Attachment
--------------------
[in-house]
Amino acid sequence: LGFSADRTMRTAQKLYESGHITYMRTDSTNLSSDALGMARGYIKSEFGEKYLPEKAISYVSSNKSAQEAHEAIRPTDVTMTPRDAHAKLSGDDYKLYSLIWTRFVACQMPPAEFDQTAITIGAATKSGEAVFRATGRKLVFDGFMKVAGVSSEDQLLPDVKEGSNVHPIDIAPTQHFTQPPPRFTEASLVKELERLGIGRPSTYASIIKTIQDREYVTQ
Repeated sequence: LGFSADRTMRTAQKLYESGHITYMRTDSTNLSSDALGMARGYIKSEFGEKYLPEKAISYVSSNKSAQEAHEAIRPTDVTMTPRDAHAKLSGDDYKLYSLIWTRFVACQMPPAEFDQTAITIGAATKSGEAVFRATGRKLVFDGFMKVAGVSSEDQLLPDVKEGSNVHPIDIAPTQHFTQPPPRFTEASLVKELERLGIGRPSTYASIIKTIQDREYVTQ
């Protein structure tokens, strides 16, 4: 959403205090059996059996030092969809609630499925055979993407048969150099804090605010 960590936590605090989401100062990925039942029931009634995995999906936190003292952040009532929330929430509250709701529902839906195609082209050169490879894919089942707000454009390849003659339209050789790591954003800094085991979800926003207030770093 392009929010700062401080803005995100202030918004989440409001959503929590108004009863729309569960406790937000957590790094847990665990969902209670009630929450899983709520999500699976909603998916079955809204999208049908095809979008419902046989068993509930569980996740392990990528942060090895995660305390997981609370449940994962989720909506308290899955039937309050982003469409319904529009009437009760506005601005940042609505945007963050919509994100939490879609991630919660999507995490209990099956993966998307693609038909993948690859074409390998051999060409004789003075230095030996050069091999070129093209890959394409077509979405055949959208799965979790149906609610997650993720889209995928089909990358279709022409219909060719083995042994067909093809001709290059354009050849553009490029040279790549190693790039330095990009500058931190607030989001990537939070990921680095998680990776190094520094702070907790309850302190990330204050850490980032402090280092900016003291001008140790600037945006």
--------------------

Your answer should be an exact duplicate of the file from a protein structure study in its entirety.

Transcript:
[in-house]
Amino acid sequence: LGFSADRTMRTAQKLYESGHITYMRTDSTNLSSDALGMARGYIKSEFGEKYLPEKAISYVSSNKSAQEAHEAIRPTDVTMTPRDAHAKLSGDDYKLYSLIWTRFVACQMPPAEFDQTAITIGAATKSGEAVFRATGRKLVFDGFMKVAGVSSEDQLLPDVKEGSNVHPIDIAPTQHFTQPPPRFTEASLVKELERLGIGRPSTYASIIKTIQDREYVTQ
Repeated sequence: LGFSADRTMRTAQKLYESGHITYMRTDSTNLSSDALGMARGYIKSEFGEKYLPEKAISYVSSNKSAQEAHEAIRPTDVTMTPRDAHAKLSGDDYKLYSLIWTRFVACQMPPAEFDQTAITIGAATKSGEAVFRATGRKLVFDGFMKVAGVSSEDQLLPDVKEGSNVHPIDIAPTQHFTQPPPRFTEASLVKELERLGIGRPSTYASIIKTIQDREYVTQ
């Protein structure tokens, strides 16, 4: 959403205090059996059996030092969809609630499925055979993407048969150099804090605010 960590936590605090989401100062990925039942029931009634995995999906936190003292952040009532929330929430509250709701529902839906195609082209050169490879894919089942707000454009390849003659339209050789790591954003800094085991979800926003207030770093 392009929010700062401080803005995100202030918004989440409001959503929590108004009863729309569960406790937000957590790094847990665990969902209670009630929450899983709520999500699976909603998916079955809204999208049908095809979008419902046989068993509930569980996740392990990528942060090895995660305390997981609370449940994962989720909506308290899955039937309050982003469409319904529009009437009760506005601005940042609505945007963050919509994100939490879609991630919660999507995490209990099956993966998307693609038909993948690859074409390998051999060409004789003075230095030996050069091999070129093209890959394409077509979405055949959208799965979790149906609610997650993720889209995928089909990358279709022409219909060719083995042994067909093809001709290059354009050849553009490029040279790549190693790039330095990009500058931190607030989001990537939070990921680095998680990776190094520094702070907790309850302190990330204050850490980032402090280092900016003291001008140790600037945006």